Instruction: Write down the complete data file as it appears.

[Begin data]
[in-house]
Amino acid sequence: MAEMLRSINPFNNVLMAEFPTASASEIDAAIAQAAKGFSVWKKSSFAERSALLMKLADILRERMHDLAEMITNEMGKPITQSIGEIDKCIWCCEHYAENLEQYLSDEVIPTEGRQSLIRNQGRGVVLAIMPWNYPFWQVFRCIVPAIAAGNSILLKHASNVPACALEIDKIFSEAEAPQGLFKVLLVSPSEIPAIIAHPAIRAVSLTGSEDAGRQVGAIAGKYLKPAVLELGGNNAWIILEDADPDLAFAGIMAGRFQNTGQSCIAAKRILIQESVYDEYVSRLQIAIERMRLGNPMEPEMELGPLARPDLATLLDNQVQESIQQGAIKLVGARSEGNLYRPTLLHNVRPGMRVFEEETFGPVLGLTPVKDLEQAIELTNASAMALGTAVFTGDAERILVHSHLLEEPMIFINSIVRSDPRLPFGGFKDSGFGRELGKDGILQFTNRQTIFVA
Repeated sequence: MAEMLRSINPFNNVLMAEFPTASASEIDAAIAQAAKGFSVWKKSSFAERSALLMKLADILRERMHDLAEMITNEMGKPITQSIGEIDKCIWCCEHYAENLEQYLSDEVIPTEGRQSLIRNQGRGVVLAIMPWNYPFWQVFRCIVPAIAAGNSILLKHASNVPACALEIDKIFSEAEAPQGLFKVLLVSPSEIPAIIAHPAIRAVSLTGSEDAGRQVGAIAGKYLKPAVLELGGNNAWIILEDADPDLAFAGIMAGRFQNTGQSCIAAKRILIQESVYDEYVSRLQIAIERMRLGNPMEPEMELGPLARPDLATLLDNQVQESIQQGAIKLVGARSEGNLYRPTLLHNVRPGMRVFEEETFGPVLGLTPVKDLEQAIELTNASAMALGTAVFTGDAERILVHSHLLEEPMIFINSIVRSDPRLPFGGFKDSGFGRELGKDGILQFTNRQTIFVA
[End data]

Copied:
[in-house]
Amino acid sequence: MAEMLRSINPFNNVLMAEFPTASASEIDAAIAQAAKGFSVWKKSSFAERSALLMKLADILRERMHDLAEMITNEMGKPITQSIGEIDKCIWCCEHYAENLEQYLSDEVIPTEGRQSLIRNQGRGVVLAIMPWNYPFWQVFRCIVPAIAAGNSILLKHASNVPACALEIDKIFSEAEAPQGLFKVLLVSPSEIPAIIAHPAIRAVSLTGSEDAGRQVGAIAGKYLKPAVLELGGNNAWIILEDADPDLAFAGIMAGRFQNTGQSCIAAKRILIQESVYDEYVSRLQIAIERMRLGNPMEPEMELGPLARPDLATLLDNQVQESIQQGAIKLVGARSEGNLYRPTLLHNVRPGMRVFEEETFGPVLGLTPVKDLEQAIELTNASAMALGTAVFTGDAERILVHSHLLEEPMIFINSIVRSDPRLPFGGFKDSGFGRELGKDGILQFTNRQTIFVA
Repeated sequence: MAEMLRSINPFNNVLMAEFPTASASEIDAAIAQAAKGFSVWKKSSFAERSALLMKLADILRERMHDLAEMITNEMGKPITQSIGEIDKCIWCCEHYAENLEQYLSDEVIPTEGRQSLIRNQGRGVVLAIMPWNYPFWQVFRCIVPAIAAGNSILLKHASNVPACALEIDKIFSEAEAPQGLFKVLLVSPSEIPAIIAHPAIRAVSLTGSEDAGRQVGAIAGKYLKPAVLELGGNNAWIILEDADPDLAFAGIMAGRFQNTGQSCIAAKRILIQESVYDEYVSRLQIAIERMRLGNPMEPEMELGPLARPDLATLLDNQVQESIQQGAIKLVGARSEGNLYRPTLLHNVRPGMRVFEEETFGPVLGLTPVKDLEQAIELTNASAMALGTAVFTGDAERILVHSHLLEEPMIFINSIVRSDPRLPFGGFKDSGFGRELGKDGILQFTNRQTIFVA